William M. Thackeray, Vanity Fair: Ch. 32

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In Which Jos Takes Flight, and the War Is Brought to a Close

We of peaceful London City have never beheld—and please God never shall witness—such a scene of hurry and alarm, as that which Brussels presented. Crowds rushed to the Namur gate, from which direction the noise proceeded, and many rode along the level chaussee, to be in advance of any intelligence from the army. Each man asked his neighbour for news; and even great English lords and ladies condescended to speak to persons whom they did not know. The friends of the French went abroad, wild with excitement, and prophesying the triumph of their Emperor. The merchants closed their shops, and came out to swell the general chorus of alarm and clamour. Women rushed to the churches, and crowded the chapels, and knelt and prayed on the flags and steps. The dull sound of the cannon went on rolling, rolling. Presently carriages with travellers began to leave the town, galloping away by the Ghent barrier. The prophecies of the French partisans began to pass for facts. "He has cut the armies in two," it was said. "He is marching straight on Brussels. He will overpower the English, and be here to-night." "He will overpower the English," shrieked Isidor to his master, "and will be here to-night." The man bounded in and out from the lodgings to the street, always returning with some fresh particulars of disaster. Jos's face grew paler and paler. Alarm began to take entire possession of the stout civilian. All the champagne he drank brought no courage to him. Before sunset he was worked up to such a pitch of nervousness as gratified his friend Isidor to behold, who now counted surely upon the spoils of the owner of the laced coat.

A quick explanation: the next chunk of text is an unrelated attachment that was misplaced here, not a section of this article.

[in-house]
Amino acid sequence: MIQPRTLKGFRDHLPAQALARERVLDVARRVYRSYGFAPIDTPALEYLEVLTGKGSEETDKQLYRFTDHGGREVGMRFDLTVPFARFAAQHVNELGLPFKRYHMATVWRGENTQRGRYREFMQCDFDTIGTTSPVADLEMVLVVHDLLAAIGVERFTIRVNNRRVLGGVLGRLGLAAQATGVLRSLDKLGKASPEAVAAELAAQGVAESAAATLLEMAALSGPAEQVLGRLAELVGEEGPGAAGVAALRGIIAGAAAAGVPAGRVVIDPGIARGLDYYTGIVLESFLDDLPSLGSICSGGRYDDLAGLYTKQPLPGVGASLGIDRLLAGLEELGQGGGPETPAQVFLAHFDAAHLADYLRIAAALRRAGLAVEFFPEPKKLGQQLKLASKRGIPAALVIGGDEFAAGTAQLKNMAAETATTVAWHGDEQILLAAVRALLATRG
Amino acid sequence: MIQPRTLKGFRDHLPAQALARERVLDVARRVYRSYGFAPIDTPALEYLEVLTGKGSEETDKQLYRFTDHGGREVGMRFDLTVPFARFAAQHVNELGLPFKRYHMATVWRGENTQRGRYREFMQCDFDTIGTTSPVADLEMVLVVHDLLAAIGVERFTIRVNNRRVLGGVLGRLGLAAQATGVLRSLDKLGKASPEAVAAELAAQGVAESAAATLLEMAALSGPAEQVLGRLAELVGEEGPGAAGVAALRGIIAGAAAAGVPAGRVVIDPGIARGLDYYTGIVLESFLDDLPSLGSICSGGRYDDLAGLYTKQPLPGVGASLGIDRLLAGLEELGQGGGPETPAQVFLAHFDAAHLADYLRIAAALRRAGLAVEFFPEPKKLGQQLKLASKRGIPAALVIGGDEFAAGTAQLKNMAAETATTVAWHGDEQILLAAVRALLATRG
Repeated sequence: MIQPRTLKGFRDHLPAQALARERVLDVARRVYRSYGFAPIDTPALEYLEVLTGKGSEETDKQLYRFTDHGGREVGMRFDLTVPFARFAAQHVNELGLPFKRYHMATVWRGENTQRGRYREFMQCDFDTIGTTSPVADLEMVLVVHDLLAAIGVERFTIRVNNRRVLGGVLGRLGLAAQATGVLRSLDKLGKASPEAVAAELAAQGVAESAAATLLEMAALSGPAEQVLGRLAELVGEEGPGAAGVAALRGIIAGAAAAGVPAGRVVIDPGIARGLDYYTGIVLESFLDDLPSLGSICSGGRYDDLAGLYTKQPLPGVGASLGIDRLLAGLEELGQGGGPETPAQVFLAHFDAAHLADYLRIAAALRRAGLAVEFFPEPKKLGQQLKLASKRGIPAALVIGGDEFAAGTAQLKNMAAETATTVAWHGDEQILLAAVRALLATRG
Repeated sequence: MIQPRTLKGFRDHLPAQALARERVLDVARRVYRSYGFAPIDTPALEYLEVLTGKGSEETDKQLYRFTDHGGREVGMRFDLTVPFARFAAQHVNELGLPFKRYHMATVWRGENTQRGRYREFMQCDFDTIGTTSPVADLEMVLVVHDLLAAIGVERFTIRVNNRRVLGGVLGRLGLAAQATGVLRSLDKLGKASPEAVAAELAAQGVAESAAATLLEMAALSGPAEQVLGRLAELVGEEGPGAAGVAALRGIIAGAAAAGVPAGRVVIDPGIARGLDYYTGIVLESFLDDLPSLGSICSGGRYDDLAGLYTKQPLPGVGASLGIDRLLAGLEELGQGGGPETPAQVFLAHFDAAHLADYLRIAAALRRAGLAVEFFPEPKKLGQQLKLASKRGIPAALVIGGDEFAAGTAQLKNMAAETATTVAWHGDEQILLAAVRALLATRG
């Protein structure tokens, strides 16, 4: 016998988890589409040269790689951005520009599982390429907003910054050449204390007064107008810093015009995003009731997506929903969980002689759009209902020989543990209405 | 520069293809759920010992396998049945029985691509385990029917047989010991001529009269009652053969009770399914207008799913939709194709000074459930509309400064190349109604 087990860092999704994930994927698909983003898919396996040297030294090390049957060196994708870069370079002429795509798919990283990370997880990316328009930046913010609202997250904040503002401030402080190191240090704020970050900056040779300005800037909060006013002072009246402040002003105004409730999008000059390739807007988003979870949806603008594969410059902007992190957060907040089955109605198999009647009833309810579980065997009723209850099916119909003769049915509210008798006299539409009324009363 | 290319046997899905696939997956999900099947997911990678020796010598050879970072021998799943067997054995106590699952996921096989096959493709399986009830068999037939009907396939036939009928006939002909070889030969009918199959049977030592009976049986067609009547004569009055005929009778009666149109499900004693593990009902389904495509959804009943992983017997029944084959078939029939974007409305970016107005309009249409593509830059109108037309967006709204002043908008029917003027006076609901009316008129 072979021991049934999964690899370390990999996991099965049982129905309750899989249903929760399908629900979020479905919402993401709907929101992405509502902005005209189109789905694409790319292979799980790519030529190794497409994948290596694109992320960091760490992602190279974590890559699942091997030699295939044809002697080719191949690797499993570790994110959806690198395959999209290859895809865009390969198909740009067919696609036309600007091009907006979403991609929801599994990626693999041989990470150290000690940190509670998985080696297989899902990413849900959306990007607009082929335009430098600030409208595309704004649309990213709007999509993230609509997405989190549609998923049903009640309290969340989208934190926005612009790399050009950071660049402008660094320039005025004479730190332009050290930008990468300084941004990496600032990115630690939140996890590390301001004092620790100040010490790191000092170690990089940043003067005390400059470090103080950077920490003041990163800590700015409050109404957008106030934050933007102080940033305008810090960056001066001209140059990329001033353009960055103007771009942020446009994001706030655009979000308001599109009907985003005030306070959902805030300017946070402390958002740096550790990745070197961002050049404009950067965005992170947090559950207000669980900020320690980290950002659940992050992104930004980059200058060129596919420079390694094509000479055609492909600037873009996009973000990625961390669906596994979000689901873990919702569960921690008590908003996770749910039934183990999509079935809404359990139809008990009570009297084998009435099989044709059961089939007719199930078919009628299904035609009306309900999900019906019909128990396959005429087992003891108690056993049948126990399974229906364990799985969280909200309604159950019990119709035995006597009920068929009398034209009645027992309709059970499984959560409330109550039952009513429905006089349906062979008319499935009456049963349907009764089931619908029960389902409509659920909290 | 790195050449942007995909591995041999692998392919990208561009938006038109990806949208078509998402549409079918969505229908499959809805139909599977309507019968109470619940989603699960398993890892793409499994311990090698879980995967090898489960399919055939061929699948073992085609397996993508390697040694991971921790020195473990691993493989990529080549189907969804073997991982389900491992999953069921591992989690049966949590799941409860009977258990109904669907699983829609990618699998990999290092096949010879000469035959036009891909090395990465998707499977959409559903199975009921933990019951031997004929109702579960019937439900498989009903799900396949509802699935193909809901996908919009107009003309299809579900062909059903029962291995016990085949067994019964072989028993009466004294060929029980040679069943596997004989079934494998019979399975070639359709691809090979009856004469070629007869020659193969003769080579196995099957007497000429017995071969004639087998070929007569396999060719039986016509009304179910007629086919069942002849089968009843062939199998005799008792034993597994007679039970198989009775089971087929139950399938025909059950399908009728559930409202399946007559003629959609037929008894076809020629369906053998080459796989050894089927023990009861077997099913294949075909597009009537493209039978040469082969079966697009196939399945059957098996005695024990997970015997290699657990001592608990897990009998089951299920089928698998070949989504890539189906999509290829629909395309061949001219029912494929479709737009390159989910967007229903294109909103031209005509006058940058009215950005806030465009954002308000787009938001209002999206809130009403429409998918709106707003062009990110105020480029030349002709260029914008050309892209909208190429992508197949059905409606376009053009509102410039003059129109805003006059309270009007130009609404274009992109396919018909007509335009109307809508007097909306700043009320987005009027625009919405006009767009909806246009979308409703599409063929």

The women were away all this time. After hearing the firing for a moment, the stout Major's wife bethought her of her friend in the next chamber, and ran in to watch, and if possible to console, Amelia. The idea that she had that helpless and gentle creature to protect, gave additional strength to the natural courage of the honest Irishwoman. She passed five hours by her friend's side, sometimes in remonstrance, sometimes talking cheerfully, oftener in silence and terrified mental supplication. "I never let go her hand once," said the stout lady afterwards, "until after sunset, when the firing was over." Pauline, the bonne, was on her knees at church hard by, praying for son homme a elle.

When the noise of the cannonading was over, Mrs. O'Dowd issued out of Amelia's room into the parlour adjoining, where Jos sate with two emptied flasks, and courage entirely gone. Once or twice he had ventured into his sister's bedroom, looking very much alarmed, and as if he would say something. But the Major's wife kept her place, and he went away without disburthening himself of his speech. He was ashamed to tell her that he wanted to fly.

But when she made her appearance in the dining-room, where he sate in the twilight in the cheerless company of his empty champagne bottles, he began to open his mind to her.

"Mrs. O'Dowd," he said, "hadn't you better get Amelia ready?"

"Are you going to take her out for a walk?" said the Major's lady; "sure she's too weak to stir."

"I—I've ordered the carriage," he said, "and—and post-horses; Isidor is gone for them," Jos continued.

"What do you want with driving to-night?" answered the lady. "Isn't she better on her bed? I've just got her to lie down."

"Get her up," said Jos; "she must get up, I say": and he stamped his foot energetically. "I say the horses are ordered—yes, the horses are ordered. It's all over, and—"

"And what?" asked Mrs. O'Dowd.

"I'm off for Ghent," Jos answered. "Everybody is going; there's a place for you! We shall start in half-an-hour."

The Major's wife looked at him with infinite scorn. "I don't move till O'Dowd gives me the route," said she. "You may go if you like, Mr. Sedley; but, faith, Amelia and I stop here."